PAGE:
Council considers waiving late fees for all tax classes

An initial idea to provide some relief to small businesses in Chatham-Kent might soon be available to all taxpayers.

During Monday night’s meeting, council received a staff report recommending that Chatham-Kent waive late payment charges on select businesses for current year tax arrears until July 31, 2021. The move was being proposed in hopes of providing immediate relief from the most recent province-wide lockdown.

However during the discussion Councillor Michael Bondy put forward an amendment that the relief of late payment charges also be provided to residential current year tax arrears through July 31.

“When we talk about small businesses being affected by the lockdowns and loss of revenue, loss of business, that equates to people and families,” said Bondy. “They don’t walk away from their business and leave that debt and turmoil there, it comes home with them.”

According to Director of Financial Services Matt Torrance, the municipality budgets around $1.2-million a year for late penalty charges. If the late fee was waived for property owners through the end of July, it would cost the municipality around $100,000 a month.

Discussions hit a snag when it came to how exactly the municipality would go about forgiving late fees for the residential property class and whether it would be done through an application process or not.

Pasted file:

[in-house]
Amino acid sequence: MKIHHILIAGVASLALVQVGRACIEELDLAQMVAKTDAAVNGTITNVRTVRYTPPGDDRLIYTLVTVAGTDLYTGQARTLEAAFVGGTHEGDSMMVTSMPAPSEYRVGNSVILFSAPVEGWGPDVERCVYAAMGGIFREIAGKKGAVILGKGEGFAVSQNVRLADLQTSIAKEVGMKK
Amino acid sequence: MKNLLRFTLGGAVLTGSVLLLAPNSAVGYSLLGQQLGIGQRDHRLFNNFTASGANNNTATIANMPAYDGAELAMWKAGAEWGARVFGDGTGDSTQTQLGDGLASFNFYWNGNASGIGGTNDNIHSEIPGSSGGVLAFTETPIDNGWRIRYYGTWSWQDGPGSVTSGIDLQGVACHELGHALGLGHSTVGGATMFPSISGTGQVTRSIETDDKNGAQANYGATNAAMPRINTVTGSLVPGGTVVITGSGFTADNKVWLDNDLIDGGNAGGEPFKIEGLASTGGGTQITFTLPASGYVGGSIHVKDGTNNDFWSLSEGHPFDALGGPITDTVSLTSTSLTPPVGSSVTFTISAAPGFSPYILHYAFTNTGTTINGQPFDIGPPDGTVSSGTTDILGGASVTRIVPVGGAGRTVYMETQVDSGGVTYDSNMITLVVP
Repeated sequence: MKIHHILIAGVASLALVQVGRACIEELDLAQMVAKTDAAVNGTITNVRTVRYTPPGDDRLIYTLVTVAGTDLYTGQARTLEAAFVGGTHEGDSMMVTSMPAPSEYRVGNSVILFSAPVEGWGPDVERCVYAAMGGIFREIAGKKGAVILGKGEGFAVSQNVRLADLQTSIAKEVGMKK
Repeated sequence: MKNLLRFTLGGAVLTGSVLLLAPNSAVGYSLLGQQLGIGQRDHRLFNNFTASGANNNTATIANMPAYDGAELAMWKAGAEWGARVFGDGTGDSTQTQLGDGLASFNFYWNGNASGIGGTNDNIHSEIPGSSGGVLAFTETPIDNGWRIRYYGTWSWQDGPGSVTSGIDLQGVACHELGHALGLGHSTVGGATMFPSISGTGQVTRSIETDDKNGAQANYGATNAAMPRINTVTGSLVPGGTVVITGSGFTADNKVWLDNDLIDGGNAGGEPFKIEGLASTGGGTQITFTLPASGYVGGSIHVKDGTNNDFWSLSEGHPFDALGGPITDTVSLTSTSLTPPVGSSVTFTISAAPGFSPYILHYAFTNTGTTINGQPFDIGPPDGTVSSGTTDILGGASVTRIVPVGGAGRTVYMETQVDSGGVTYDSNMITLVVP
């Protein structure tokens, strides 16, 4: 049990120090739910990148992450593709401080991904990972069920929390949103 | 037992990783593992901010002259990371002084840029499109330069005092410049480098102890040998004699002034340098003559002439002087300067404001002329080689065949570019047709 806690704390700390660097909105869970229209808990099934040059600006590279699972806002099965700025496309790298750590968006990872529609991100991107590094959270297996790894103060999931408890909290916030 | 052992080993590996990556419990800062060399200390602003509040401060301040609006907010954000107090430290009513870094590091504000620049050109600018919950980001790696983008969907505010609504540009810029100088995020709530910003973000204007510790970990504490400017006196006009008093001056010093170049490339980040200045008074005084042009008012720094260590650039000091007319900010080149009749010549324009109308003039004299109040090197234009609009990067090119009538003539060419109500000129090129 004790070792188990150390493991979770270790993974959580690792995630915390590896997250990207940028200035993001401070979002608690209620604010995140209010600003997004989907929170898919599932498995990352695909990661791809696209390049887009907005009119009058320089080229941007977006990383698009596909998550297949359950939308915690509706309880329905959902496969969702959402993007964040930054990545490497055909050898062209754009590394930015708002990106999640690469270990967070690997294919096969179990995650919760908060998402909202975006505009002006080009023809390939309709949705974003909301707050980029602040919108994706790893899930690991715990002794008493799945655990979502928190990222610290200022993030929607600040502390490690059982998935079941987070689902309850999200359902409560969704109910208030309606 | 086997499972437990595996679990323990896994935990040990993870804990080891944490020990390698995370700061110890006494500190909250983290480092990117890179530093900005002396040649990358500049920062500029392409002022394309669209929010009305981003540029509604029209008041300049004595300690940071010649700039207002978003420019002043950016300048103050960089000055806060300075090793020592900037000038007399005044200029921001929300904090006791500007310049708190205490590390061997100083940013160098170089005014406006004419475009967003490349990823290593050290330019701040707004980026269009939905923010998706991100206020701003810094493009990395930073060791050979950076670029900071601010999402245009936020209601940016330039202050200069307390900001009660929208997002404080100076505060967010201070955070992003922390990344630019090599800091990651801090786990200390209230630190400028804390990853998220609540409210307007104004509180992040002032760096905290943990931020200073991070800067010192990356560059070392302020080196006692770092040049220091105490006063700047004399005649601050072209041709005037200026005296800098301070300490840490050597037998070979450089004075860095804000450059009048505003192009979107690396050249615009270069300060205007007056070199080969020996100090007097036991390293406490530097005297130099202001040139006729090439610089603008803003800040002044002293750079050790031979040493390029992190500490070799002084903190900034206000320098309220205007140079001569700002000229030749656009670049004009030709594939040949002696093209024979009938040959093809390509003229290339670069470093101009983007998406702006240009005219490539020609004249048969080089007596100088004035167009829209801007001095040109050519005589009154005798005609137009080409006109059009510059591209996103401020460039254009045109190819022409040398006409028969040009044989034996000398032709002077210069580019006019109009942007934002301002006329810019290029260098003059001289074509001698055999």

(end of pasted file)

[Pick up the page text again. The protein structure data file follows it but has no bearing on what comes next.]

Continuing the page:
Originally, staff was recommending that the fee relief for small businesses be provided on a request basis and through an application process. In order to qualify, businesses would have had to demonstrate a loss of operating income due to provincial restrictions and have an assessed property value of $2-million or less.

However, Torrance said implementing an application process for residential property owners would be a nearly impossible task for staff to accomplish.

“Operationally, it would be really difficult for staff to handle the volume if we opened up to residential,” Torrance explained.

Torrance said to keep things fair, the preference would be to use the same method for both the residential and commercial classes.

“To go out and tell taxpayers ‘if you’re residential you don’t have to apply, if you’re a small business $2-million or less, you have to apply, and if you’re bigger than that, tough luck, you don’t get any benefit.’ I think we’re heading down a quagmire of difficulty,” said Mayor Darrin Canniff.

In hopes of getting some clarity, Councillor Carmen McGregor ultimately put forward a successful motion to defer the decision to allow time for staff to prepare a report that looks at a feasible solution for all tax classes.

“I just think it should go back with a clear recommendation to come from administration,” she explained. “The intent of it obviously is very positive and needed for our community…but this is a mess right now.”

The report is expected to come back to council at the next meeting on April 19.